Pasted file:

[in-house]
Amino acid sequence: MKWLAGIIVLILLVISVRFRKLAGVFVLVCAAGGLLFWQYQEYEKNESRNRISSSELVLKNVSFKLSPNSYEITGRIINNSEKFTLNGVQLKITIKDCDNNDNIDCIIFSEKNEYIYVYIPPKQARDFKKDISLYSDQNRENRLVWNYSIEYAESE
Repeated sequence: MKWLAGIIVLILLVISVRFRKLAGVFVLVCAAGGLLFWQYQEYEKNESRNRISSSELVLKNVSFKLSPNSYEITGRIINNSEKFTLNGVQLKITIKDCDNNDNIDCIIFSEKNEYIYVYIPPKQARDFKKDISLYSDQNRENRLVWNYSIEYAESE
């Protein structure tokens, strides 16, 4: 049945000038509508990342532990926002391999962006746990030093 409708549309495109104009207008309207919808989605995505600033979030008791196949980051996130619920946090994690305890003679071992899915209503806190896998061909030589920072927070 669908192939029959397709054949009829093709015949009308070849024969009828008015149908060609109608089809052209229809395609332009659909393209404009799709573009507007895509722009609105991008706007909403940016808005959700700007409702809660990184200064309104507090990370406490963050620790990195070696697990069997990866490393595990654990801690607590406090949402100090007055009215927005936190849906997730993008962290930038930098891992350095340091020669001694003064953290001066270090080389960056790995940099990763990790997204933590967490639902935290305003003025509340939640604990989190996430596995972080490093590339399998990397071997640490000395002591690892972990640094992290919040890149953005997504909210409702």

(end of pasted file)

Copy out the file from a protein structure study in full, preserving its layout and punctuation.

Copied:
[in-house]
Amino acid sequence: MKWLAGIIVLILLVISVRFRKLAGVFVLVCAAGGLLFWQYQEYEKNESRNRISSSELVLKNVSFKLSPNSYEITGRIINNSEKFTLNGVQLKITIKDCDNNDNIDCIIFSEKNEYIYVYIPPKQARDFKKDISLYSDQNRENRLVWNYSIEYAESE
Repeated sequence: MKWLAGIIVLILLVISVRFRKLAGVFVLVCAAGGLLFWQYQEYEKNESRNRISSSELVLKNVSFKLSPNSYEITGRIINNSEKFTLNGVQLKITIKDCDNNDNIDCIIFSEKNEYIYVYIPPKQARDFKKDISLYSDQNRENRLVWNYSIEYAESE
């Protein structure tokens, strides 16, 4: 049945000038509508990342532990926002391999962006746990030093 409708549309495109104009207008309207919808989605995505600033979030008791196949980051996130619920946090994690305890003679071992899915209503806190896998061909030589920072927070 669908192939029959397709054949009829093709015949009308070849024969009828008015149908060609109608089809052209229809395609332009659909393209404009799709573009507007895509722009609105991008706007909403940016808005959700700007409702809660990184200064309104507090990370406490963050620790990195070696697990069997990866490393595990654990801690607590406090949402100090007055009215927005936190849906997730993008962290930038930098891992350095340091020669001694003064953290001066270090080389960056790995940099990763990790997204933590967490639902935290305003003025509340939640604990989190996430596995972080490093590339399998990397071997640490000395002591690892972990640094992290919040890149953005997504909210409702």